Legendary soul singer Marvin Gaye was shot dead by his father April 1, 1984 at the home they shared in Los Angeles. While Gaye’s name may not be as recognizable to younger listeners as Michael Jackson or Prince, both of those singers followed in his footsteps, and Gaye recorded a string of legendary albums and #1 hits throughout his life.
As a result, Gaye made a lot of money during his life, but he also spent a lot of it. He went through a costly divorce and battled drug addiction, and even moved outside of the country for a period of time to avoid the IRS. When Gaye died in 1984, he left behind $9.2 million in debt, much of it money he owed to the IRS. He also died without a will. When a person dies without a will in California, this means that the California intestacy rules kick in, and, in this case, Gaye’s children became owners of the estate.
An Estate Drowning In Debt
With $9.2 million in debt, this obviously left nothing immediate in the hands of the three teenage children whose 45-year old father had just died. The estate did own the publishing rights to Gaye’s music, however, but, in the deal worked out in court following Gaye’s death, the federal government (as the chief debtor of the estate) received the first $1 million that the estate earned every year from the rights, which left the children very little according to a lawyer for the estate.
The lawyer managing the estate continued to put hard work into finding ways for the estate to be profitable. At one point, the estate sold off the rights to make a movie based on the life of Gaye for several million dollars, although no movie has been yet made. Then in 2000, the estate issued bonds based on the future value of the publishing rights of Gaye’s songs.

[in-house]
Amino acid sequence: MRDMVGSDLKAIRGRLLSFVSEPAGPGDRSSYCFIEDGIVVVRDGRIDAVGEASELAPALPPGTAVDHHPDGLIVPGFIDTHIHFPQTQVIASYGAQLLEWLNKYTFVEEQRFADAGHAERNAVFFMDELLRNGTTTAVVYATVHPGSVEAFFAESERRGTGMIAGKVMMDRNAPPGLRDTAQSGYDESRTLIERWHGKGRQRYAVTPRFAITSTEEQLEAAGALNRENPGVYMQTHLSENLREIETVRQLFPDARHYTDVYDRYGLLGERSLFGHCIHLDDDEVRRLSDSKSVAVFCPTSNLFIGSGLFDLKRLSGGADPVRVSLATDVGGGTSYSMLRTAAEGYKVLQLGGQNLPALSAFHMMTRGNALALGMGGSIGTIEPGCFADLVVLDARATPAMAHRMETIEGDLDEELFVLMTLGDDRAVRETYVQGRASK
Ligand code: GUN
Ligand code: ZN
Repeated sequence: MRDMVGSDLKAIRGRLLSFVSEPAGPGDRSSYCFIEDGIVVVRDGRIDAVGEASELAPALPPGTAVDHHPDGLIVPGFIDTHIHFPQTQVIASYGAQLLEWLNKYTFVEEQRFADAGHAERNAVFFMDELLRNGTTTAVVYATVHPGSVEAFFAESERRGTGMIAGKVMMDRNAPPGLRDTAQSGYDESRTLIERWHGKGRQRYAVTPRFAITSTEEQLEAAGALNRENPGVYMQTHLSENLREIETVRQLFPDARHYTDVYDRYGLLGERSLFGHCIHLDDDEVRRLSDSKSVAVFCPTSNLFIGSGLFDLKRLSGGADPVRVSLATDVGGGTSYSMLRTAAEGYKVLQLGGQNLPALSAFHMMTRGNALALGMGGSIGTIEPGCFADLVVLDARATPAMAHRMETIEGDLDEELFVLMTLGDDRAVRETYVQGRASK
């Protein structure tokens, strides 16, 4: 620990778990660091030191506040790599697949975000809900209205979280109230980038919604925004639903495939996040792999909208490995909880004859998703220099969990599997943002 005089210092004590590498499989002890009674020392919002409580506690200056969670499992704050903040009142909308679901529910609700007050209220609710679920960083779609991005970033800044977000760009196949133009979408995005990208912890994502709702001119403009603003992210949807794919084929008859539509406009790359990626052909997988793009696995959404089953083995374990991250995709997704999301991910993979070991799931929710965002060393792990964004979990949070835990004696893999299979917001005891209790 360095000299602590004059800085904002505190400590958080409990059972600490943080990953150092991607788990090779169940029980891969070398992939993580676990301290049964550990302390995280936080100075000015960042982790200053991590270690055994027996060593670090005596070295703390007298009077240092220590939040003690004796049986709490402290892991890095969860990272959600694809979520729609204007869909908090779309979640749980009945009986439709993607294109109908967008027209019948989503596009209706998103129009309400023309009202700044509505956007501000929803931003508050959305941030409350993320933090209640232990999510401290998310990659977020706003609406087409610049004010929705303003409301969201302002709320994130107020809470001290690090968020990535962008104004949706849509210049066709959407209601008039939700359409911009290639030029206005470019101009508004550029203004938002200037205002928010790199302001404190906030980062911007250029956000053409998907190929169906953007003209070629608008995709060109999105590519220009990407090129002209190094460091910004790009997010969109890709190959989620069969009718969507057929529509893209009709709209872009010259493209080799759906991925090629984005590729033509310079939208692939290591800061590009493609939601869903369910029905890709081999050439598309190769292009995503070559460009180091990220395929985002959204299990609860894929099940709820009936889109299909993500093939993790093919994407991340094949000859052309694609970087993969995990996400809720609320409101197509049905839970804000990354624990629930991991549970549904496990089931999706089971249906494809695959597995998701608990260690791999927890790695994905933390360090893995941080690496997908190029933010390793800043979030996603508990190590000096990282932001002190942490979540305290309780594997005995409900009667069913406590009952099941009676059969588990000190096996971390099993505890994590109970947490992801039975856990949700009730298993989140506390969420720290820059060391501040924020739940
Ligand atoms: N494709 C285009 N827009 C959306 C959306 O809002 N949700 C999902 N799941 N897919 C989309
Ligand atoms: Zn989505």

The Estate Becomes More Profitable Than Ever
By 2008, Gaye’s estate made $3.5 million in one year, making his estate the 13th most lucrative estate among deceased celebrities that year (joining him with perpetual moneymakers such as Elvis Presley, John Lennon, Marilyn Monroe, and Kurt Cobain). Then, just last year, the Gaye estate scored what was likely its biggest financial win ever when it sued the writers of the song “Blurred Lines” by Robin Thicke for copyright infringement on Gaye’s 1977 song “Got to Give it Up” and won $7.4 million for Gaye’s estate, which, now profitable, is distributed to his children as heirs.
Lessons Learned From Gaye’s Estate
Marvin Gaye’s family had a happy financial ending, but for at least the first decade after his death, his children who were in their teens and twenties suffered due to poor financial planning. Obviously, Gaye should have had someone responsibly in charge of paying taxes to the IRS so that the debt did not add up in the first place, but aside from that there were other actions he could have taken to take care of his family.
By creating a will, he would have helped set up an orderly distribution of property and method to deal with debts, thus preventing his family from having to go to court and pay high lawyer bills to get their interests sorted out. Furthermore, he may have been able to set up estate planning instruments to take care of the financial needs of his children which would have protected the children from having creditors take the funds that would likely have been intended for them had Gaye taken the time to invest in estate planning.
If you would like to speak with an attorney who can help guide you through the benefits of estate planning, contact Pasadena Estate Planning attorney Christopher Johnson today.